Export Orientation and Productivity Growth of Canadian Food Manufacturing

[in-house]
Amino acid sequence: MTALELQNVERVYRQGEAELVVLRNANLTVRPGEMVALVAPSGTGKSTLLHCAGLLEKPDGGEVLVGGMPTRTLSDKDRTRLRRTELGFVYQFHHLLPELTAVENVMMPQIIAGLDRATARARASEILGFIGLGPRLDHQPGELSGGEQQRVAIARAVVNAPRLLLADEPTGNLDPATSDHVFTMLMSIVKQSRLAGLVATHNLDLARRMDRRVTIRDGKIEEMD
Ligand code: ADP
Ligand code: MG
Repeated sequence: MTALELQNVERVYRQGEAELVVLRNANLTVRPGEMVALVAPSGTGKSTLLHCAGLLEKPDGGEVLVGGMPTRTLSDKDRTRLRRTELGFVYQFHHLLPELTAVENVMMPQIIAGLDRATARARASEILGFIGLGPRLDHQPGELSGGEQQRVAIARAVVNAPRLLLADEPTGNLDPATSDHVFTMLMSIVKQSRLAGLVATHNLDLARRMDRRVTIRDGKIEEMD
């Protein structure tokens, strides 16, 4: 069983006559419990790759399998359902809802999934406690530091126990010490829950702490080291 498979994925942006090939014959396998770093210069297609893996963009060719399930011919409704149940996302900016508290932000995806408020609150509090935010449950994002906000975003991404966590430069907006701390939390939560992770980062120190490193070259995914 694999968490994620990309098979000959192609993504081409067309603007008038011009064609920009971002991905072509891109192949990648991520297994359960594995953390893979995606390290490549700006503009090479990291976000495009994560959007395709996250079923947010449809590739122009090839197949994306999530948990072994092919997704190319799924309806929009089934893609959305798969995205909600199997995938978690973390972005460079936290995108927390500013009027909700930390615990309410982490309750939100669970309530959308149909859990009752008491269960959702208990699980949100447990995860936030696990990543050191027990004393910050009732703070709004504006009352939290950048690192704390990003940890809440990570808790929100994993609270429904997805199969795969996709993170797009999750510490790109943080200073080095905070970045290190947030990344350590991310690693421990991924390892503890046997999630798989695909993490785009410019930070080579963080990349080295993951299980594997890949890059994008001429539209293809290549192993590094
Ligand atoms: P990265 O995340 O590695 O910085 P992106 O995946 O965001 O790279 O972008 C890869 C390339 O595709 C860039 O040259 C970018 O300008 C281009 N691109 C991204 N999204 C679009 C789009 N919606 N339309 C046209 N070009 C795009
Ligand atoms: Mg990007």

This thesis examines the relationship between export orientation (i.e. the participation) and productivity in Canadian food manufacturing, and determines the sources of productivity growth (i.e. technical efficiency, scale efficiency, and technical change). The relationship between productivity and export orientation was studied through the learning-by-exporting and the self-selection hypotheses. The results suggest that exporters have higher levels of productivity than non-exporters, and more productive plants self-select into export markets, but there is no evidence of learning-by-exporting. On the other hand, stochastic frontier analysis was used to decompose multifactor productivity into technical efficiency change, scale efficiency change, and technical change. The findings suggest there was a decline in productivity during the study period mostly driven by a decline in technical change over the study period. The industry experienced an improvement in technical efficiency and scale efficiency.